Mount Athos “Vegetables In Terracotta”

First, a big thank you to Forumholitorium. I like this recipe so much I’ll probably make it for the rest of my life. Thank you to the Mount Athos Monks too, for developing it and sharing it.

Below is the original recipe for Vegetables In Terracotta from Mount Athos’ website. I was surprised they have a website since this 60 Minutes episode, which appears to have been published in 2011, says, “There are no newspapers, no radio, and no television on Mount Athos. There are a few telephones.” The website even sells products. Maybe things have changed. Women?

Mount Athos Vegetables In Terracotta

Ingredients:
3 onions
200 g. leeks
200 g. carrots
200 g. celery
200 g. tomatoes
200 g. peppers
200 g. eggplants
Salt, pepper
Lemon juice

Instructions:
Cut the vegetables into slices, add salt, pepper and lemon. Cover the clay pot with the lid and cook the food for 60 minutes at 250 degrees.

And here’s my version, scaled down. The amounts are approximate:

Mount Athos Veg Pot

1 small-to-medium onion
1 cup coarsely chopped leeks
2 garlic cloves, minced
1 large, or 2 medium or small carrots
2 stalks celery
1 small zucchini
1.5 cups chopped tomatoes
1 cup chopped peppers
1 cup cubed eggplant, skin removed
1/2 teaspoon salt
Juice of 1 small lemon

This my first attempt, a data point. I left out the ground pepper so I can taste the basic recipe. I can always add it later. I increased the tomatoes from 1 cup to 2 cups because I’m not sure how dry this will be and I didn’t want it to stick. I’m hoping the vegetables sweat down. I put it all into a 5-quart dutch oven, tossed it with salt and lemon, covered it, and began roasting.

After a half-hour I checked it. Nothing was going on. The carrots weren’t even hot yet. I increased the temperature to 280. This was looking like it might take two hours, not one.

It took 2.5 hours at 280 degrees, to my liking anyway. It probably would take just 2 hours if I started at 280 and didn’t open it every 15 minutes to check it! It’s absolutely delicious. Not what I was expecting. The eggplant and lemon give it a Greek flavor. And I was surprised but the carrot and celery worked. They were the last vegetables to soften and even in the final product they were still al dente, but they made it. Carrots added a hint of sweetness and celery added that background minty flavor.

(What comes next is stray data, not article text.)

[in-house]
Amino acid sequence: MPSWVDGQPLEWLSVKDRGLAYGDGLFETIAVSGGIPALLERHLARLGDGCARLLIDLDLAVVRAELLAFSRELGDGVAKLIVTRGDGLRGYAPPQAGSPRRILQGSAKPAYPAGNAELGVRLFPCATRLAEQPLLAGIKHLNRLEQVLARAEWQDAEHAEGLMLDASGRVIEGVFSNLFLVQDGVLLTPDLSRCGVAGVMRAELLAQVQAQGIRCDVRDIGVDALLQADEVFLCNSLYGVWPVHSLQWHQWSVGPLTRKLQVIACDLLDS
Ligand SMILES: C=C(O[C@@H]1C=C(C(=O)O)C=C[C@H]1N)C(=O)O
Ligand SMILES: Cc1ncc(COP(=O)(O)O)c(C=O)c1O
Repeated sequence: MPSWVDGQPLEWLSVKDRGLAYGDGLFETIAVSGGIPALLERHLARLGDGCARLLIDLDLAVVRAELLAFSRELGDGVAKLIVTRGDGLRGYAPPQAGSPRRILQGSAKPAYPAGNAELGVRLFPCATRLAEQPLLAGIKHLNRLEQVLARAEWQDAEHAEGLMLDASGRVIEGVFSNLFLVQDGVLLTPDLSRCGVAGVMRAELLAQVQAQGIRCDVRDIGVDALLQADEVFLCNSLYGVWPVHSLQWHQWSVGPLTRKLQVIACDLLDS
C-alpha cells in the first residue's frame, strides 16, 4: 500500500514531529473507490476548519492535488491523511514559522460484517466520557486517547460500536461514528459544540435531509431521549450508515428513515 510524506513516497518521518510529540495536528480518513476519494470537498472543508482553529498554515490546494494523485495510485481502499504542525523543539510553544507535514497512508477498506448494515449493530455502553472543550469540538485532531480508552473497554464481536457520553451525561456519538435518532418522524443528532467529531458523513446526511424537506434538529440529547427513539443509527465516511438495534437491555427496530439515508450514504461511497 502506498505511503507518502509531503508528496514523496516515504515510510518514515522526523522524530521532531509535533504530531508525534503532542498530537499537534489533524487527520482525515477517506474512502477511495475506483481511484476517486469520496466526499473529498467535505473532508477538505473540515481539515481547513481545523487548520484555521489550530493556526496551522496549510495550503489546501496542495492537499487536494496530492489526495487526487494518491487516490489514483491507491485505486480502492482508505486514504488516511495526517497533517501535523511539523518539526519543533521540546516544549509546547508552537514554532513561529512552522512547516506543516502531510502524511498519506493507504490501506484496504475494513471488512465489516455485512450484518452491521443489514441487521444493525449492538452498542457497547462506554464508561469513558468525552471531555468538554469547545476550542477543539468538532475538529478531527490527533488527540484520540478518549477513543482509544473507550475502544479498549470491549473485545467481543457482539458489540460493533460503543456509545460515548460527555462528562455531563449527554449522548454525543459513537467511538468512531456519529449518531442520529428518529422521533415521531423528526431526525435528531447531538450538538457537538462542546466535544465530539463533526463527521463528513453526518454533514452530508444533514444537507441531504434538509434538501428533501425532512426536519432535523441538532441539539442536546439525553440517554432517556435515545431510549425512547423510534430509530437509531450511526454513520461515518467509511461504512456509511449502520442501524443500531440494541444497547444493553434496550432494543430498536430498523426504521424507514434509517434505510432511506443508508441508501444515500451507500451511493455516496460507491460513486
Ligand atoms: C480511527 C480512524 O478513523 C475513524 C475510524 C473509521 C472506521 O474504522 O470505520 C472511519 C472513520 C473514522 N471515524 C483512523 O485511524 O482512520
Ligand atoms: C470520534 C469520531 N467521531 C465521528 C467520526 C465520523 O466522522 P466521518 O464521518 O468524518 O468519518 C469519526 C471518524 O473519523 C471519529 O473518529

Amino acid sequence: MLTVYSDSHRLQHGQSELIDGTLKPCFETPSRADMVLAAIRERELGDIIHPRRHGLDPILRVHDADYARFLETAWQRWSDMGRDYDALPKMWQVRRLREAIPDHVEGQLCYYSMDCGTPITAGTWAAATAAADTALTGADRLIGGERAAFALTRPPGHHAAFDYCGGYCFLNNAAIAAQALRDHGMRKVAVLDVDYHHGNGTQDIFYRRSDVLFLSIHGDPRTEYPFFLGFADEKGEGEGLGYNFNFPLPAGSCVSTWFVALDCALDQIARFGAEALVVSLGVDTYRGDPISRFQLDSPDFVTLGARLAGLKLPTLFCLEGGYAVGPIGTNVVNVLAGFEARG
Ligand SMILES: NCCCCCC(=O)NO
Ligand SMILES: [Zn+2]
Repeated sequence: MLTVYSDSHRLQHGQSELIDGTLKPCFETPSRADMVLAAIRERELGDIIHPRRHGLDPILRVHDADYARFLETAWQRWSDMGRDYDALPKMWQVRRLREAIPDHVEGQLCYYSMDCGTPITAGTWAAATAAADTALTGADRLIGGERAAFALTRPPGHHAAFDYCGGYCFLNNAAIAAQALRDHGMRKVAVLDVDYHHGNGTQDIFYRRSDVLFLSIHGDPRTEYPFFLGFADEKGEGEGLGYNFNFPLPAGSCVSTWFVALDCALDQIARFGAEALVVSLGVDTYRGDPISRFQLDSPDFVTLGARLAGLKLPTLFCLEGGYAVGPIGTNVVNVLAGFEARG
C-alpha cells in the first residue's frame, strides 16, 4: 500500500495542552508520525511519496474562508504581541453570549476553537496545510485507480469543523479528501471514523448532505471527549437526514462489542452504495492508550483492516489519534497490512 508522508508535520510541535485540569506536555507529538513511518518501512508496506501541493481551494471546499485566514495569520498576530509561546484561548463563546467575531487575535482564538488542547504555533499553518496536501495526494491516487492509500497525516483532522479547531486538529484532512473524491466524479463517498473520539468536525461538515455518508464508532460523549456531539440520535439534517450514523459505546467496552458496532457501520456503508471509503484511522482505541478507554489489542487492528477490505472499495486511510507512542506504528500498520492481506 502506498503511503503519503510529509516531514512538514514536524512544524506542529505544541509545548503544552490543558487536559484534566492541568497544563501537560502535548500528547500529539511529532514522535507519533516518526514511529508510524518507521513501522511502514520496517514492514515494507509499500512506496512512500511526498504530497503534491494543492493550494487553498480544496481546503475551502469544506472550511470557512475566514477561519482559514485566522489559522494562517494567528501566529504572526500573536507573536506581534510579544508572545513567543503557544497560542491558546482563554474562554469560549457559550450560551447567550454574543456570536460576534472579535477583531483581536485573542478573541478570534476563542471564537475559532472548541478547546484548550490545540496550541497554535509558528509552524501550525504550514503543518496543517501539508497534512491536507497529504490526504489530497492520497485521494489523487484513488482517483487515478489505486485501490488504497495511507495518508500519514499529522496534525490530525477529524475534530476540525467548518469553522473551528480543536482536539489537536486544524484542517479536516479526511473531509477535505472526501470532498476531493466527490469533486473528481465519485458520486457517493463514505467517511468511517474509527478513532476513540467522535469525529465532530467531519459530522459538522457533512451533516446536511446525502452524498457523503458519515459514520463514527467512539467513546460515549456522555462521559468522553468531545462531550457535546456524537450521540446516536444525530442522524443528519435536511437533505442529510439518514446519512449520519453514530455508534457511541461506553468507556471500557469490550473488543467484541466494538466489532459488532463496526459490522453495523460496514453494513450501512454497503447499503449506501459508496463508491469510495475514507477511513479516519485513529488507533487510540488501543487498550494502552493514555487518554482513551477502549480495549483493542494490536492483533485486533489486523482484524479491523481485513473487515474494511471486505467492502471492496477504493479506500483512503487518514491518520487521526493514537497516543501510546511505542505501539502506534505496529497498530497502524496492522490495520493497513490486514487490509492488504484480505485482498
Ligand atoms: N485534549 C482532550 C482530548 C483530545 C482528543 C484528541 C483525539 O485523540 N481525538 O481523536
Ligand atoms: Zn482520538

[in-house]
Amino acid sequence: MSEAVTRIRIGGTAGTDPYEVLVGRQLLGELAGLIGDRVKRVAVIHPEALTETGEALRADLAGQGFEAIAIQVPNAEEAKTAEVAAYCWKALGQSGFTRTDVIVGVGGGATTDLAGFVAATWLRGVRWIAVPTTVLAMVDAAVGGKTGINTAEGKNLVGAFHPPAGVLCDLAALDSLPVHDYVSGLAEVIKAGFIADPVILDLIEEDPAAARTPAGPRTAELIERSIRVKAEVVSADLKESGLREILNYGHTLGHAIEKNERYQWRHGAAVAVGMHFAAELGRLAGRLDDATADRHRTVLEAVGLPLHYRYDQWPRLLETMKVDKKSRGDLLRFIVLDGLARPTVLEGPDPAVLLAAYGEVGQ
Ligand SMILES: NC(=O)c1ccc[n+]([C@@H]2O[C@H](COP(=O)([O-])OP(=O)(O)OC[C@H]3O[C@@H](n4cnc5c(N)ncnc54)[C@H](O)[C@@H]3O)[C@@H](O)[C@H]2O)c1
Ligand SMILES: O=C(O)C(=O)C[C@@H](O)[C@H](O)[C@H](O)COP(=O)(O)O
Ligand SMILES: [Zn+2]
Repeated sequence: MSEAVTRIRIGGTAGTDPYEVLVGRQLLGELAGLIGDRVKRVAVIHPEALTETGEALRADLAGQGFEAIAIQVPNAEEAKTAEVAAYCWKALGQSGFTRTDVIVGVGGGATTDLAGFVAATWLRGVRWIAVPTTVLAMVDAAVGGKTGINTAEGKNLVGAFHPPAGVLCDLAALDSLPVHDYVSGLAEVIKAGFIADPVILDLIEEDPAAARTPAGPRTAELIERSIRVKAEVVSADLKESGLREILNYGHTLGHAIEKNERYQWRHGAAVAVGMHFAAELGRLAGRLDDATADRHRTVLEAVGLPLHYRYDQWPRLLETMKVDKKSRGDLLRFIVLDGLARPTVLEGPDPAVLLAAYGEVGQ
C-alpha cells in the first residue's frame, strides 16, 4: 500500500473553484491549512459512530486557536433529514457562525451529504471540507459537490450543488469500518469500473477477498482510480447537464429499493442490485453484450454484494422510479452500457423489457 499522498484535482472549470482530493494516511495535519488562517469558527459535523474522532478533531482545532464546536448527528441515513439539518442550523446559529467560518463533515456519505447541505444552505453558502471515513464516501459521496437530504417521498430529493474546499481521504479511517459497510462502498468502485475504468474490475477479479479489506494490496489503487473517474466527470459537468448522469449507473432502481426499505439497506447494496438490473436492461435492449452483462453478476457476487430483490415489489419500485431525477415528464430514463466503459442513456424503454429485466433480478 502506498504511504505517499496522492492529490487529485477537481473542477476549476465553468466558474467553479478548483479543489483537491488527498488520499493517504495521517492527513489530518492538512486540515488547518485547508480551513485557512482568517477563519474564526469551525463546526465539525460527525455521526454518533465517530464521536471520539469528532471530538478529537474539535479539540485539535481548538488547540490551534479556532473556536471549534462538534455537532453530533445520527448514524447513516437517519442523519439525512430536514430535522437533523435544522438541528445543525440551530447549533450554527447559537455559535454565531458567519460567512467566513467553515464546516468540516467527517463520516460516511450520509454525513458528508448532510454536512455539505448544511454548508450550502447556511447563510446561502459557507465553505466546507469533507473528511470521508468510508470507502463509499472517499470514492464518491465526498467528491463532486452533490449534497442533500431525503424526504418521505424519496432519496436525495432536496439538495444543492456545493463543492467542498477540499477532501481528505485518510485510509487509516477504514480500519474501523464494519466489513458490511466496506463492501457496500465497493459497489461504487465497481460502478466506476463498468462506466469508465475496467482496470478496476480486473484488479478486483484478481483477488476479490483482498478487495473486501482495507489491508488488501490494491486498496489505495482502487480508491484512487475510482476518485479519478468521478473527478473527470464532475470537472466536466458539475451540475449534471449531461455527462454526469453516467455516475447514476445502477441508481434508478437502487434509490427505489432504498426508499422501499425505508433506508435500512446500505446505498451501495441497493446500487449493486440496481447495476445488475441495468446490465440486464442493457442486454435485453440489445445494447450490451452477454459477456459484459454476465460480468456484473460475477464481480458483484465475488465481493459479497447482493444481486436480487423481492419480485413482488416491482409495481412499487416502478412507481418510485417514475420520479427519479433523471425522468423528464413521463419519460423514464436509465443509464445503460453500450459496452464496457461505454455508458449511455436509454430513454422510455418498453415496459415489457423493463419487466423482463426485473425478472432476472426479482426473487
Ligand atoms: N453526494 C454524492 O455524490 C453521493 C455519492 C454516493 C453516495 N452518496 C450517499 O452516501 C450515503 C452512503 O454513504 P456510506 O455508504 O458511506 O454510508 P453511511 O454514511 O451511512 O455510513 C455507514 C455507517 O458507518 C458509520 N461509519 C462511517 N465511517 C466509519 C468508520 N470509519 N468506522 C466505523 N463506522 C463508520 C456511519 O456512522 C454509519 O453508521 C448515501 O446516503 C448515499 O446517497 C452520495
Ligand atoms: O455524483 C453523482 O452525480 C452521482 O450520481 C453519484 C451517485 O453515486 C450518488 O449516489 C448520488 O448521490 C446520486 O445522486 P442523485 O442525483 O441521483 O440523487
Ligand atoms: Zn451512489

The next time I make it I will cut the vegetables smaller, something that works on a big spoon instead of a fork, because the sauce is sooooo good! The tomatoes and other vegetables cooked down so even though I added no fluid it had a great sauce. The eggplant thickened it a bit.

This is a great way to use up lots of vegetables hanging out in the fridge. It was about 7 cups of raw vegetables that cooked down to 2 cups. Amazing.

Below: Raw, coarsely sliced. I’d cut the pieces smaller next time. I thought a 5-quart dutch oven was going to be too big. It wasn’t:

Into the oven. The monks probably used a wood-fired hearth. Some monasteries still don’t have electricity (no refrigerators):

After 2.5 hours. It really cooked down:

This is a 2-cup container and it holds the whole recipe:

I ate a bowl warm from the oven with bread. I also minced some and added it to leftover red lentil soup. It’s also good over warm rice.

Update, 29 April 2019: I’m now cooking this at 350 degrees F for 2 hours. I’ve added zucchini and garlic to the original recipe (I updated my ingredient list to reflect this.)

10 thoughts on “Mount Athos “Vegetables In Terracotta”

  1. Marj

    This looks fantastic! will try sooner rather than later. Combining with lentil soup would be wonderful as well. As with rice. Yes, the monastery must be updated a bit, what an interesting place to read about..

    Reply
    1. Bix Post author